The implication is that you will find something better in this world when you make these stands. That the growing non-compliant community with thrive and network or grow in this world, in this life. It's a hopeful idea, and I hope that these hopes are founded in reality.
I can't help but think, however, that the Beast System we are living in has a plan to neutralize attempts to win in this world. We shall see.
There is a legalistic belief among many in certain dissident right communities that if you deal in "good faith" with the Beast System using their supposedly existing laws of commerce, and phrase things the right way, that you can defeat the mask and vaccine mandates, etc. For example, 'I, a living man, claim ownership of my body and genetic code..."

I'm very skeptical that the System deals in good faith, and that it is compelled by some spiritual law to abide by its own rules. It's an interesting idea, but seems to have no backing in traditional Christian ideas.

Lucinda said...

"when eventually he will reach that much-anticipated hill on which he will fight to the death...

Yeah, sure..."

So good. I love this.

A said...

Speaking of Owen - he has talked about this back and forth (positive and negative) game as something the enemy seeks. I have noticed it's very unhealthy and it feels spiritually like a trap, but I can't quite put my finger on it. I feel spiritually unwell when engaging in the constant reaction to the latest evil. That there is something wrong about pointing fingers and saying "oh no, look at this new evil!"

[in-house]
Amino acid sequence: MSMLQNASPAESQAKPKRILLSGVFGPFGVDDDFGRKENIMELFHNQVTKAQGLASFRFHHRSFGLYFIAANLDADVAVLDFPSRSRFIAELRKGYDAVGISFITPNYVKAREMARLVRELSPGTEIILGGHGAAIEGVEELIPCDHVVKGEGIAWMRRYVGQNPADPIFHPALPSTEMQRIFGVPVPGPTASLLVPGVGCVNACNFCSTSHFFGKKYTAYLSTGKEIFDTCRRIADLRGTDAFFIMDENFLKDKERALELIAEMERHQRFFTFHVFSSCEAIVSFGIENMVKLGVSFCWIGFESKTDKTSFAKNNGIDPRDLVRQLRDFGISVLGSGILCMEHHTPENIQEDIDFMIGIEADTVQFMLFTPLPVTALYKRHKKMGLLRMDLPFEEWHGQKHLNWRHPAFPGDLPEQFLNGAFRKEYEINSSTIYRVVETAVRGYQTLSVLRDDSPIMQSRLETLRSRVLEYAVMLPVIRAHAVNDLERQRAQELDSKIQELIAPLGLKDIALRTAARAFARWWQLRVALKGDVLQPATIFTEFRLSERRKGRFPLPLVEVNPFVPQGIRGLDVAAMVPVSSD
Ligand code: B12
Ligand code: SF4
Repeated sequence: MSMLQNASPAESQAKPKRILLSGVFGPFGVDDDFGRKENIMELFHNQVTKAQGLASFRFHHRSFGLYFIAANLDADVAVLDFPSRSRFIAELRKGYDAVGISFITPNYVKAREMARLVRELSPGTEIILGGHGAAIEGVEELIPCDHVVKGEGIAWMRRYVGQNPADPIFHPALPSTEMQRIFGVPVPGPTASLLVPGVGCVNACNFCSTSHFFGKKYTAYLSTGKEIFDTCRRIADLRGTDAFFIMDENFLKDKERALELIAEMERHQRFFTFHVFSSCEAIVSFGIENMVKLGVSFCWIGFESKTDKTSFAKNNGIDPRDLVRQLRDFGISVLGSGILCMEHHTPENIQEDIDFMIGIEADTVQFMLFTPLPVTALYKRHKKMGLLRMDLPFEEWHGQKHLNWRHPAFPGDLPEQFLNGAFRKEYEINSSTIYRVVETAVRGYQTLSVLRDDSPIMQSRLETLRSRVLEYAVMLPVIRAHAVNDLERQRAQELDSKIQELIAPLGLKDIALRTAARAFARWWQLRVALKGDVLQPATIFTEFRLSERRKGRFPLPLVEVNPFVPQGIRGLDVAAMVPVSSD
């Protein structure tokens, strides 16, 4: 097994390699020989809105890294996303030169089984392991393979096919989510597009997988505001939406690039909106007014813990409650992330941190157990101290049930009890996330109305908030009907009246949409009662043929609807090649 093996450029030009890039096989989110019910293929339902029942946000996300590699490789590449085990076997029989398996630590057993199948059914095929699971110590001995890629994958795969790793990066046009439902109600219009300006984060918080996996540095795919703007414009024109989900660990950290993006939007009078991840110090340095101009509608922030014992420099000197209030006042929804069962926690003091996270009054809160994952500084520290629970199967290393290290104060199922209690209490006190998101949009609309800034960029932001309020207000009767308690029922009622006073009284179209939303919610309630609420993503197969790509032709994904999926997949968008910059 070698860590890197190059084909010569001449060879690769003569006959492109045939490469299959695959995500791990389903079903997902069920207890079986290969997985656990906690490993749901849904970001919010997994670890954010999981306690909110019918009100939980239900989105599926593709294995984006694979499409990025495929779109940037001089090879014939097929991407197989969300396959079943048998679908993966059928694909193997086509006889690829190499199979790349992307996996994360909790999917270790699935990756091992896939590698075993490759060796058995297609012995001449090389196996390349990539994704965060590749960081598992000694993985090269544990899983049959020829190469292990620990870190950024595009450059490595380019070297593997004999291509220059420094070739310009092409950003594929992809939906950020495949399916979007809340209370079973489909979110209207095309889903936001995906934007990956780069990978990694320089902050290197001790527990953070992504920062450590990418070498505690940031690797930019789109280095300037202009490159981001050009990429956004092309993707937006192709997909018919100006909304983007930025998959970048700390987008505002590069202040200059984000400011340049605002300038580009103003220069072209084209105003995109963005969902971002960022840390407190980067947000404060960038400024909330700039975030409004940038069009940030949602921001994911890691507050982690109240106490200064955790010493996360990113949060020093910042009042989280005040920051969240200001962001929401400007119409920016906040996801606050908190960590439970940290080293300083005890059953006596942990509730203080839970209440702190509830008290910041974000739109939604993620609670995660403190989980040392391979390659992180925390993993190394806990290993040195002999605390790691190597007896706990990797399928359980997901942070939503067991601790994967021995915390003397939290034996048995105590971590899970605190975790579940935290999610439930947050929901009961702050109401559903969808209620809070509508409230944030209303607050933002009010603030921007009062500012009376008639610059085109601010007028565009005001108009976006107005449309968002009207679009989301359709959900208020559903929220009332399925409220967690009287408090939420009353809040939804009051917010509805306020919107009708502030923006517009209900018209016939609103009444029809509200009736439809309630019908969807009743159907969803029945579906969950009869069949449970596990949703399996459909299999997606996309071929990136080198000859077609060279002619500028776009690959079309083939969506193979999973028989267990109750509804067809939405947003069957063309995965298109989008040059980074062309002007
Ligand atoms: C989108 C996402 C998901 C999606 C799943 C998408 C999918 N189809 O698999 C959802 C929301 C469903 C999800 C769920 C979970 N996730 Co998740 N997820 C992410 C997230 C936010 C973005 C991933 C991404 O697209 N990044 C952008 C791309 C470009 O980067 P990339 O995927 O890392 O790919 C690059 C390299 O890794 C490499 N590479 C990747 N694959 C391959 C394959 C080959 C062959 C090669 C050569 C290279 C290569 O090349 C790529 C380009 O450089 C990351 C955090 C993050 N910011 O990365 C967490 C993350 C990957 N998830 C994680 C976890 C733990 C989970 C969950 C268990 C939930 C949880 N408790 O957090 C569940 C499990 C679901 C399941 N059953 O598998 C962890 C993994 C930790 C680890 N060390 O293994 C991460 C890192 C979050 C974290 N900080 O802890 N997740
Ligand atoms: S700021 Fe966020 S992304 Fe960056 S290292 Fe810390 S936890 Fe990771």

It does seem to create fear. It brings attention to the enemy (validation?). It seems a great distraction from our actual spiritual mission from God - from growing, loving, and creating.

Certainly it is difficult to grow, love, and create when someone is constantly sabotaging it, beyond normal entropy, but it appears we have a False Opposition who does absolutely nothing - never points anyone to the good - but just stands mouth agape pointing at some new way evil practices evil.

Most people *want that* though - myself not exempt. Most people don't tend to find it as interesting or attention grabbing to discuss growing and creating. For example, your posts on Romantic Christianity and Heart Thinking tend to have less comments. We are drawn in, distracted, and disrupted by being constantly on the defensive (protect my kids, protect my body, protect my job, etc.).

I clued in on microcosm on my own life as a tactic of the enemy: it seems whenever spiritual progress starts to get made there is a material problem that suddenly appears and interferes or tries to distract. We have it on a "virtually" overwhelming societal basis with the all pervasive media (as you pointed out). As Christians though we should be somewhat above that. Whether in the catacombs, a communist gulag, facing wartime food shortages, disease, or even everything perfectly well - we should primarily be striving in the same direction spiritually and not put that off until the latest stroke by the enemy passes (or doesn't).

Jacob Gittes said...

"it seems whenever spiritual progress starts to get made there is a material problem that suddenly appears and interferes or tries to distract."

So true.
Thank you for the post Bruce, and Nym and Mr. Andrew.